The Gulf Organization for Industrial Consulting (GOIC) revealed the remarkable progress accomplished by the vegetable and animal oils and fats industry in GCC countries in the previous years. This progress was the result of the increasing local demand on these products paralleling the increasing population and awareness about the important of healthy diet.
GOIC Secretary General Mr. Abdulaziz Bin Hamad Al-Ageel explained that “the number of factories operating in this area increased from 24 in 2003 to 37 in 2013. Cumulative investments in this sector increased from 278.6 million USD to approximately 646 million USD for the same period of time. Likewise, this sector’s labour force jumped from 2488 workers in 2003 to 5558 workers in 2013. As a result of these developments, the design capacity increased from about 875000 tons in 2003 to approximately 1350 million tons in 2013 (54.3%).”
The Secretary General stated: “Various oils and fats are key to GCC economies for they are part of the food security and a significant part of the diet. They are basic nutrients highly demanded in several sectors and they complement other food industries in GCC countries such as the production of feed, poultry meat, proteins and concentrates etc. This industry is also directly and indirectly linked with a number of economic sectors like manufacturing industry, soap industry, pharmaceuticals, plastic industry and chemical industry.”
Edible oil industry in GCC countries is generally based on importing crude oils for refining, because oilseeds are not available locally, except for some efforts to extract sesame oils and olive presses that have been launched in the region recently after the expansion in olive cultivation, especially in Al-Jawf region in Saudi Arabia.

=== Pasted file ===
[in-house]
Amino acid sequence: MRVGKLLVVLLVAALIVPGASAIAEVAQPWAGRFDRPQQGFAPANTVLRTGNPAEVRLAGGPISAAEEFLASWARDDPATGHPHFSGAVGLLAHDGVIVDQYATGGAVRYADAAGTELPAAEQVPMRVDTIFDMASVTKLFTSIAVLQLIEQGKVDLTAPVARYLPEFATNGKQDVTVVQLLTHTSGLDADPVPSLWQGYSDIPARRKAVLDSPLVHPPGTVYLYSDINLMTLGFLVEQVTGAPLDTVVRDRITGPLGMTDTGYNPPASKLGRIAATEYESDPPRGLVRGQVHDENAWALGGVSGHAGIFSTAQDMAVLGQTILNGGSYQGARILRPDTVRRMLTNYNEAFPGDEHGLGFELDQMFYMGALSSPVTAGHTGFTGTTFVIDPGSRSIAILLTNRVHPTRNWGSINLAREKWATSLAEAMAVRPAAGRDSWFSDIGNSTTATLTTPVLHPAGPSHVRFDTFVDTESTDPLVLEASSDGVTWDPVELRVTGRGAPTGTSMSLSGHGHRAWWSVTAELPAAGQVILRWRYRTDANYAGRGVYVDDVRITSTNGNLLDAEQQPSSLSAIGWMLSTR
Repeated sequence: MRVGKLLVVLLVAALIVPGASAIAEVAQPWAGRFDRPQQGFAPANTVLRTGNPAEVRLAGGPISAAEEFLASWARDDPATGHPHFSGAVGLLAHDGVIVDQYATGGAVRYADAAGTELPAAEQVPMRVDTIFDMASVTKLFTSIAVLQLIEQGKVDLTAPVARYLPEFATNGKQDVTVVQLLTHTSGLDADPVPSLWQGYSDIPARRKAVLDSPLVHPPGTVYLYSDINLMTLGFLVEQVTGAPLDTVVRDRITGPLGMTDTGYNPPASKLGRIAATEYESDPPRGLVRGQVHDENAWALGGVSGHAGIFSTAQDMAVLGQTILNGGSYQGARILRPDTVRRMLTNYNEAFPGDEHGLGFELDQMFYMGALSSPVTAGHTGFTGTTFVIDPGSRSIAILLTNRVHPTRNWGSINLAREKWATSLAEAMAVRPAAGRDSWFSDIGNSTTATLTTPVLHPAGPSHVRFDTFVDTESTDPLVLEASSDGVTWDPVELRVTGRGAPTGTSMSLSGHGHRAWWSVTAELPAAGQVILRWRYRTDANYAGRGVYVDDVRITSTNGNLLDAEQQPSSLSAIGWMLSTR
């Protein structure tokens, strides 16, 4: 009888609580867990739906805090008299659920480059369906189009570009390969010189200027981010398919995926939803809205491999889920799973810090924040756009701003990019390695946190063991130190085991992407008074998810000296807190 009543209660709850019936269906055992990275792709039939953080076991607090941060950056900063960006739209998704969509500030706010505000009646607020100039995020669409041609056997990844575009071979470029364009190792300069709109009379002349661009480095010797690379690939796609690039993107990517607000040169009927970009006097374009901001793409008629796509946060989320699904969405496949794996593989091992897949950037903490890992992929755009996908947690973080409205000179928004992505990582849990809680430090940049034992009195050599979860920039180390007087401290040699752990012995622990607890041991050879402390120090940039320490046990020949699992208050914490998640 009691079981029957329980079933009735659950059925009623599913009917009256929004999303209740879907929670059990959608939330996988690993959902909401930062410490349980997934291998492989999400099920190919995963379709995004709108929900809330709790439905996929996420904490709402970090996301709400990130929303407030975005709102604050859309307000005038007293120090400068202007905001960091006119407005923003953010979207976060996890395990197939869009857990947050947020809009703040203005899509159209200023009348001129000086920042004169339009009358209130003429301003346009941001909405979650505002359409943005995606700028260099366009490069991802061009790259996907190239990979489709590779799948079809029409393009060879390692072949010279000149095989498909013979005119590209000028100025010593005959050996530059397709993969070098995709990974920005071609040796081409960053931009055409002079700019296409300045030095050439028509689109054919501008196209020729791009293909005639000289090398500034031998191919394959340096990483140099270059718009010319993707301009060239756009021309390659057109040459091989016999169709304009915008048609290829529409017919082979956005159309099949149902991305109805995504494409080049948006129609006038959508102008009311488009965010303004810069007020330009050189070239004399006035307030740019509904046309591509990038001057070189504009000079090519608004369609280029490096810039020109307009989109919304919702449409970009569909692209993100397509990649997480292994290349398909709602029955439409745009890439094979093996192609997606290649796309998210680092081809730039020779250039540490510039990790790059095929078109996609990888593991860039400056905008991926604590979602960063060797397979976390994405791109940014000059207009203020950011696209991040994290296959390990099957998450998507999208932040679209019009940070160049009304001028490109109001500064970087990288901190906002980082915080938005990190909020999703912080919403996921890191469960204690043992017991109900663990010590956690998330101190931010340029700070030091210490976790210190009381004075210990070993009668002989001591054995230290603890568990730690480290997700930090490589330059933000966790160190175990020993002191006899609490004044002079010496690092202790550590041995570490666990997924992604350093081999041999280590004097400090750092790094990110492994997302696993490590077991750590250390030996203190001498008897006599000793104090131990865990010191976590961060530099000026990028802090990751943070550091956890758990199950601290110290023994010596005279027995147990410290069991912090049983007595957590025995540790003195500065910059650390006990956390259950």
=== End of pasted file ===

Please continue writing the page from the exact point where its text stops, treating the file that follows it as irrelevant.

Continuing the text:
In this regard, GOIC’s IMI Plus data reveal that KSA was ranked first in this area in 2013. It has 20 factories with cumulative investments of 285 million USD, 44.1% of the total GCC investments in this industry. This sector in Saudi Arabia employed 2415 workers (43.5% of the total workers in GCC countries) and achieved 59.5% of the total GCC design capacity. The UAE was ranked second with 11 factories and cumulative investments worth 225.4 million USD (39%), a labour force of 2343 workers (42.2%) and 29.1% of the total GCC oils and fats design capacity.
Thus, KSA and UAE shared about 88.6% of the total vegetable and animal oils and fats design capacity in GCC countries.
Oman was ranked fourth with four factories, cumulative investments worth 22.8 million USD, 448 workers and about 9.5% of the total GCC design capacity. Kuwait has one factory producing a number of food products including oils and facts with cumulative investments of 107.2 million USD, about 263 workers and approximately 1.8% of the total GCC design capacity. Qatar also has one olive oil filling factory with 5.5 million USD worth of investments, 49 workers and a limited design capacity of 500 tons only. As to Bahrain, it had one factory that stopped working long ago.
Estimate apparent consumption in GCC countries